I will never forget the feeling of joy I felt at rounding a tree and seeing it there, in all its strange glory. I had been introduced to this species earlier in the day, so even after only a short education, I knew what I was looking at.

The only other time I have found this enchanting mushroom since then is this autumn, on a truly epic forage in which I discovered a staggering array of colourful fungi (read about this here). It was absolutely thrilling to find another one and I cradled it like a baby for the rest of the hunt, sniffing it, stroking it, loving it!

As you may have gathered, it is quite a rare mushroom, but as it’s so easy to identify and so exciting to find, I wanted to highlight it for you here. I mean, what else that grows on this earth (maybe in the sea?) that looks like this?! It is also, as I continue to reiterate with all my favourite mushrooms, MAGGOT-FREE!!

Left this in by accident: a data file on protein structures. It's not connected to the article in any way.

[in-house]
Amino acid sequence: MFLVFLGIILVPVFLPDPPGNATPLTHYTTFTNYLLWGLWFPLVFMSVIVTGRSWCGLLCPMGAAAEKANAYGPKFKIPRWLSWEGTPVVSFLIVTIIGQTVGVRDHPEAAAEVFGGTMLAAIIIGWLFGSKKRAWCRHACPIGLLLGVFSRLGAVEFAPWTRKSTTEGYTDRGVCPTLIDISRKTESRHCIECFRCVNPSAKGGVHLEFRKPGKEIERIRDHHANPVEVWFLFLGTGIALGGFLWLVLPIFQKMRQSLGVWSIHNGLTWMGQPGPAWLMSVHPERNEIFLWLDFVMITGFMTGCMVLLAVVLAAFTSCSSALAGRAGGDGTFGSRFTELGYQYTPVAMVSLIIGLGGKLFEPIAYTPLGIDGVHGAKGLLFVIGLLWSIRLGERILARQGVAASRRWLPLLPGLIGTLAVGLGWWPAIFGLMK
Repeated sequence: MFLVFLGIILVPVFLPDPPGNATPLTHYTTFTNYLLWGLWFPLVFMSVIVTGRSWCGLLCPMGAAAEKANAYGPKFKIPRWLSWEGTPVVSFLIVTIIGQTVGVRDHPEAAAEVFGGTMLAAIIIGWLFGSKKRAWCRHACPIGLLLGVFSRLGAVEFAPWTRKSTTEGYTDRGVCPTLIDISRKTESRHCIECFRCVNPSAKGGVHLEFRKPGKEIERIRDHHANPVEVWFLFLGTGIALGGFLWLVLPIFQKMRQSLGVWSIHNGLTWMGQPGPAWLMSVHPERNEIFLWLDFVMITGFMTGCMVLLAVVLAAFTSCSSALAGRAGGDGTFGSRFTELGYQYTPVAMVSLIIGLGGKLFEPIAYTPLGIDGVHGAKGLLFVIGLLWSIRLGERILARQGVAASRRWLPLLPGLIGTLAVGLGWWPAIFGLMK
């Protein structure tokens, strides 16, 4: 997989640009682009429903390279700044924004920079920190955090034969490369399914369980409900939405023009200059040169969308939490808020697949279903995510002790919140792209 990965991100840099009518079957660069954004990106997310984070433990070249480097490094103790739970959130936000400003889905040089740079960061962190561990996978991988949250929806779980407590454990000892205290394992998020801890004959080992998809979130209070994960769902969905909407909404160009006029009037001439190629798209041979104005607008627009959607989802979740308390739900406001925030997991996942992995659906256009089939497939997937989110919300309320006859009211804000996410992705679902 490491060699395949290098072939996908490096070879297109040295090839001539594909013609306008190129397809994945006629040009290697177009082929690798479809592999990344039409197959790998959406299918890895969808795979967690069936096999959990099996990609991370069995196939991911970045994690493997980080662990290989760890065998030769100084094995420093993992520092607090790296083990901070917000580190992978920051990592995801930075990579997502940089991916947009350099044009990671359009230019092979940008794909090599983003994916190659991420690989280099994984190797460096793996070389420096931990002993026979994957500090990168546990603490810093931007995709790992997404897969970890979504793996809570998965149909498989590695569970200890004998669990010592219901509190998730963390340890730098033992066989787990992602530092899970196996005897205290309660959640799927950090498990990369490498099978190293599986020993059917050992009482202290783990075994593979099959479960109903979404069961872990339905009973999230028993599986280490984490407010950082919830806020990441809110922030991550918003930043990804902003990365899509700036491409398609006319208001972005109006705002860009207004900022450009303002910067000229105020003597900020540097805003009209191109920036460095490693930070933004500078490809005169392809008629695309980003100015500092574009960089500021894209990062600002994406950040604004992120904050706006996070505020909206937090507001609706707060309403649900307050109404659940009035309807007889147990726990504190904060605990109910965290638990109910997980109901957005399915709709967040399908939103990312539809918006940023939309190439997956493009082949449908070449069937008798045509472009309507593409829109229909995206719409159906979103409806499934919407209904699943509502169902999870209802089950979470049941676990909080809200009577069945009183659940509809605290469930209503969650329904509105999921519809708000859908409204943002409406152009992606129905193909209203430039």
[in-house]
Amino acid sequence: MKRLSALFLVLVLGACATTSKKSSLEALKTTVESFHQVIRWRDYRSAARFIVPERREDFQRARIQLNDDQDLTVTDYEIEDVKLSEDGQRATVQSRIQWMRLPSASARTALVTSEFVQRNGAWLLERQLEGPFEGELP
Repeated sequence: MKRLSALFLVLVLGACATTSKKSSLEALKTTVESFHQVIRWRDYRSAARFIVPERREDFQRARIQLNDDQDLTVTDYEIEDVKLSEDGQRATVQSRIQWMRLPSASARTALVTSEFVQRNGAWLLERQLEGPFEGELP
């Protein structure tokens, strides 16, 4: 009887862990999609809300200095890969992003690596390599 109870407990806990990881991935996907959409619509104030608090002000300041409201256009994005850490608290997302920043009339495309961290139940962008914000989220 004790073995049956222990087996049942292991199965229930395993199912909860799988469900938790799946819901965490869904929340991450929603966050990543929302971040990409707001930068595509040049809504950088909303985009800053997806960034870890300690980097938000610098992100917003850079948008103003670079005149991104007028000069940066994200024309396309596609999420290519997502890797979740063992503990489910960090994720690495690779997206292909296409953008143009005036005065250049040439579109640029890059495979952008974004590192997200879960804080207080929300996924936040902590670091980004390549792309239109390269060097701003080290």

Cauliflower MushroomThat being said, it has lots of folds and crevices that can hide other kinds of forest life, so be sure to clean it thoroughly. Unlike other mushrooms, which I try to keep as dry as possible by just brushing off the dirt as best I can, I dunk and swill this one several times in a basin of water to make sure all the dirt and insects are freed (of course saving their little lives where I can!).

I have only cooked this mushroom twice, for obvious reasons, and both times I sautéed it. This was delicious, but the mushroom did not cook down to very much and took on a texture somewhat akin to rice noodles. It was lovely sprinkled on a homemade pizza and sandwiched between layers of potato in a creamy gratin, but I can’t help but think there might be a better way.